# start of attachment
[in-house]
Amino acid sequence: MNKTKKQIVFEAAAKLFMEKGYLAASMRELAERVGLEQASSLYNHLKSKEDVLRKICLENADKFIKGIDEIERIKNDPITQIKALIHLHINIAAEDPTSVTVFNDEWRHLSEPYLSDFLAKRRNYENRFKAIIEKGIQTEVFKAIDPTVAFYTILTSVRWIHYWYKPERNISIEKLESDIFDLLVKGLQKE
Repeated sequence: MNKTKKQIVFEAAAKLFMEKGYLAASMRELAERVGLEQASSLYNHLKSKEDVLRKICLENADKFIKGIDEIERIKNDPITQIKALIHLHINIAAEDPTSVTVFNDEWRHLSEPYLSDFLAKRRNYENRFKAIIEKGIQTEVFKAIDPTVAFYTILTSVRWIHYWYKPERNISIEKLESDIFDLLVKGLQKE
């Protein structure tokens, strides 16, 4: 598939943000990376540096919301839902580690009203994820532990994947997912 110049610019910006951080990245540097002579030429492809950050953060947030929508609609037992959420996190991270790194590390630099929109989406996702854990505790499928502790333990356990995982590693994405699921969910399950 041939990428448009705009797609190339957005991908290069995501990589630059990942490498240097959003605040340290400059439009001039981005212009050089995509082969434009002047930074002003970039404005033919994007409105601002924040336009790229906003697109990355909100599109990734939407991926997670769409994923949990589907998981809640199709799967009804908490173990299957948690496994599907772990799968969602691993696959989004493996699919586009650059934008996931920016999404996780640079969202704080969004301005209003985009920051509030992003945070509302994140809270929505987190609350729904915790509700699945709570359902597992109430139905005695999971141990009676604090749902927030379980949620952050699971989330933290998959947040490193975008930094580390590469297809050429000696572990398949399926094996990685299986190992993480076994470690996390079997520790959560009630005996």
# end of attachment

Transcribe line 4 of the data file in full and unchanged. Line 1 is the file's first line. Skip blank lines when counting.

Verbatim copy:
């Protein structure tokens, strides 16, 4: 598939943000990376540096919301839902580690009203994820532990994947997912 110049610019910006951080990245540097002579030429492809950050953060947030929508609609037992959420996190991270790194590390630099929109989406996702854990505790499928502790333990356990995982590693994405699921969910399950 041939990428448009705009797609190339957005991908290069995501990589630059990942490498240097959003605040340290400059439009001039981005212009050089995509082969434009002047930074002003970039404005033919994007409105601002924040336009790229906003697109990355909100599109990734939407991926997670769409994923949990589907998981809640199709799967009804908490173990299957948690496994599907772990799968969602691993696959989004493996699919586009650059934008996931920016999404996780640079969202704080969004301005209003985009920051509030992003945070509302994140809270929505987190609350729904915790509700699945709570359902597992109430139905005695999971141990009676604090749902927030379980949620952050699971989330933290998959947040490193975008930094580390590469297809050429000696572990398949399926094996990685299986190992993480076994470690996390079997520790959560009630005996």